Stethoscopes as a Source of Hospital-Acquired Methicillin-ResistantStaphylococcus aureus


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Abstract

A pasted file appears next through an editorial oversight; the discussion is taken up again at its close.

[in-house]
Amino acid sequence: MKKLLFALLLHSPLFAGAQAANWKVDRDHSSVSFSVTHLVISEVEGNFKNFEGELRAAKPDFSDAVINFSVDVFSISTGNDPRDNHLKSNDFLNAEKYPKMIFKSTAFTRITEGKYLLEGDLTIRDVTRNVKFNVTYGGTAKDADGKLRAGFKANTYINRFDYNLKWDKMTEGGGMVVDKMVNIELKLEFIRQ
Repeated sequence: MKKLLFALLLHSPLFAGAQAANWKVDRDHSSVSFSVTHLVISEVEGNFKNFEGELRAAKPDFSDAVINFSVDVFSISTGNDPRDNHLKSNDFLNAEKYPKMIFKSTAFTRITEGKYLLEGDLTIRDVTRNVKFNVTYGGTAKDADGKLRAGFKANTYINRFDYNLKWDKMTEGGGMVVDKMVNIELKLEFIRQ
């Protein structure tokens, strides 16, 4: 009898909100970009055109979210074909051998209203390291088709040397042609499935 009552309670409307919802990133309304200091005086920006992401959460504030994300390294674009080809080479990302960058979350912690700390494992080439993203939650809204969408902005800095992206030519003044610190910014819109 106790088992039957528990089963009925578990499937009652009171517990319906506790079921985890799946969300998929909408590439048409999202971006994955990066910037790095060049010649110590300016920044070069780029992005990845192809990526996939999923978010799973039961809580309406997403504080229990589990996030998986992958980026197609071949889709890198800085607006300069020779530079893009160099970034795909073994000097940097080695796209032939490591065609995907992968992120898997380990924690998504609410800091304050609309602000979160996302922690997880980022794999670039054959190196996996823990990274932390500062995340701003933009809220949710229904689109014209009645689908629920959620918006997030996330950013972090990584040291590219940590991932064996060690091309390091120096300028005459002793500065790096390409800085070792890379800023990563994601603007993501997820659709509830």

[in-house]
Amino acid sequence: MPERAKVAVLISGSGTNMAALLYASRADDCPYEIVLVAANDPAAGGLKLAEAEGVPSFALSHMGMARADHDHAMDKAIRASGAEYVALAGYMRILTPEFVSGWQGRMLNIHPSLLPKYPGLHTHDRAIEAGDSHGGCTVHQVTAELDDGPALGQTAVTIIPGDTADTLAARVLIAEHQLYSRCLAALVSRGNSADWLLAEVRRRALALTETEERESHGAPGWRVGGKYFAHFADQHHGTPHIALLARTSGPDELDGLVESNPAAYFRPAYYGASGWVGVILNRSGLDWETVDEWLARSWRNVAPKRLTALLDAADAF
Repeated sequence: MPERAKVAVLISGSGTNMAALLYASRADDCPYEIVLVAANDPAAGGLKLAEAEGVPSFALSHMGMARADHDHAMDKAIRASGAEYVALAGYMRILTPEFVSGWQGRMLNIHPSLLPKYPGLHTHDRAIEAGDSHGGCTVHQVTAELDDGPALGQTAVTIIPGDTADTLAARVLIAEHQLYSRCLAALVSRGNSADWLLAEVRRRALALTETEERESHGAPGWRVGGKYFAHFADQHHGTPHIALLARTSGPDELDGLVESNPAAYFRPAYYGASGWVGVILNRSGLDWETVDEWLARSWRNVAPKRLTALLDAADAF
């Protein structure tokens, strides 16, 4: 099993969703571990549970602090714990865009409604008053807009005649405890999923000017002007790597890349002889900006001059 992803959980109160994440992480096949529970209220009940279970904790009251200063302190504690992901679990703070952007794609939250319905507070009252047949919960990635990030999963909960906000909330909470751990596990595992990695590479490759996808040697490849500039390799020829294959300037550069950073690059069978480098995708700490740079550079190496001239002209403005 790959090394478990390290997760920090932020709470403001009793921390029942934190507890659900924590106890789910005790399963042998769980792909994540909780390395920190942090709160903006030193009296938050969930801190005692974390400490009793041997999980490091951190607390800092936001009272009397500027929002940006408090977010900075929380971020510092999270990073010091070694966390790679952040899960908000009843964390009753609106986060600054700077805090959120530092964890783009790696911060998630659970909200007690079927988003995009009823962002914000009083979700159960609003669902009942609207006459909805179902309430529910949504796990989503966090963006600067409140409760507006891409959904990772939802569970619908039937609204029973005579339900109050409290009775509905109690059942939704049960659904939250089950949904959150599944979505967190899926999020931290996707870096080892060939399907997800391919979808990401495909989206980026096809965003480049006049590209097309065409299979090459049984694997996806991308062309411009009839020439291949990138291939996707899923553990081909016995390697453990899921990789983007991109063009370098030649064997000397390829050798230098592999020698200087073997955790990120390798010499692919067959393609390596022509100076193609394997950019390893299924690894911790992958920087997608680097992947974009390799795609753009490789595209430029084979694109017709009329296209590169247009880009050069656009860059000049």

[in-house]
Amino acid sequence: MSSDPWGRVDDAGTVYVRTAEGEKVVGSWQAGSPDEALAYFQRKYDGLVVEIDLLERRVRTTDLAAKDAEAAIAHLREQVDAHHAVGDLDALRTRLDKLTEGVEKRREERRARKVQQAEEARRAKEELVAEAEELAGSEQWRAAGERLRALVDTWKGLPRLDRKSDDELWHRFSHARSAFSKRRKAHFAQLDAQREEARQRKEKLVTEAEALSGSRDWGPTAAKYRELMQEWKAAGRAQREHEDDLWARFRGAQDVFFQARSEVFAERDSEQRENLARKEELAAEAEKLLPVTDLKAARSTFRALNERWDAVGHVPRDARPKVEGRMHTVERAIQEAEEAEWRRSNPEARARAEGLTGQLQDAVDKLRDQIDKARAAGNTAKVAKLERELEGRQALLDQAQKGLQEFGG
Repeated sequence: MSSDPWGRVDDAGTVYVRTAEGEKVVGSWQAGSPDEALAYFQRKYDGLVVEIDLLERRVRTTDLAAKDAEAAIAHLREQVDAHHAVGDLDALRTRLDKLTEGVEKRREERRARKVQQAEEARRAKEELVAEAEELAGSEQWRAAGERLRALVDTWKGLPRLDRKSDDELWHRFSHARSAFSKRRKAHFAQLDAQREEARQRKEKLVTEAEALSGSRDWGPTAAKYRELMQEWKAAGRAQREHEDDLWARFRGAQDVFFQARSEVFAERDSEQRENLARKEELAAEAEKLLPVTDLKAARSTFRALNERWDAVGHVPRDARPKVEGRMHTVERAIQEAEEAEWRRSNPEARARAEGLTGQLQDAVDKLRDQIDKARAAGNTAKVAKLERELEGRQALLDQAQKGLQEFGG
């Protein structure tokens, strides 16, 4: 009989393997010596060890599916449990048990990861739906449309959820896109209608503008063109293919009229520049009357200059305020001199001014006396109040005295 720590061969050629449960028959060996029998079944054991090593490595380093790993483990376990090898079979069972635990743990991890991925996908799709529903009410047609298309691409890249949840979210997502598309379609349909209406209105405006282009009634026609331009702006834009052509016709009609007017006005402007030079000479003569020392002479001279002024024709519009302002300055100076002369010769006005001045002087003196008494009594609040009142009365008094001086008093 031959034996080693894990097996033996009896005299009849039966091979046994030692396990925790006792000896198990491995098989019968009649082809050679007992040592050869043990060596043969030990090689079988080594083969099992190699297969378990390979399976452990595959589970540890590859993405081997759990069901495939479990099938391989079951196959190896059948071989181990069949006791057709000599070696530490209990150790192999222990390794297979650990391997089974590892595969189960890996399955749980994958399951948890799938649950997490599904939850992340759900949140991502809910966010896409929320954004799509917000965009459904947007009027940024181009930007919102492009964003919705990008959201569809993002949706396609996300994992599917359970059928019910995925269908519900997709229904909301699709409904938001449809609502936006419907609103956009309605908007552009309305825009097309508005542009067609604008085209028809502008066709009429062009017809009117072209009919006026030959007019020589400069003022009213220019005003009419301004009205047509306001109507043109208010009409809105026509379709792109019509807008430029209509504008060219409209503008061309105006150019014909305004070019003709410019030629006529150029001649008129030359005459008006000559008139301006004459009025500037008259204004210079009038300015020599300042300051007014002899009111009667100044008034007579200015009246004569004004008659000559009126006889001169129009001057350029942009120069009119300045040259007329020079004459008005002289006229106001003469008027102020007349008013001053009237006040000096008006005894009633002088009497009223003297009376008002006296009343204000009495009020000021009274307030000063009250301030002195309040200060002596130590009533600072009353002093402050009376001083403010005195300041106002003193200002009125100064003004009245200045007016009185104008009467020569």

Stethoscopes are potential vectors of methicillin-resistant Staphylococcus aureus (MRSA). The purpose of this project was to determine the presence of MRSA on the diaphragms of personal and unit stethoscopes within a hospital setting before and after cleaning with alcohol prep pads. The sample consisted of 141 personal and unit stethoscopes in adult medical-surgical and intensive care units of a large university hospital in the Southeast. Each stethoscope was cultured once before cleaning and once after cleaning. Cultures were obtained using sterile swabs and inoculated on a selective medium for MRSA. Bacterial growth was noted in the precleaning group, but no MRSA colonies were detected. The postcleaning group had no bacterial growth. There was not enough data to statistically support that isopropyl alcohol is effective in decreasing bacterial counts; however, these findings suggest that current disinfection guidelines are effective in preventing MRSA colonization on stethoscopes in this setting.

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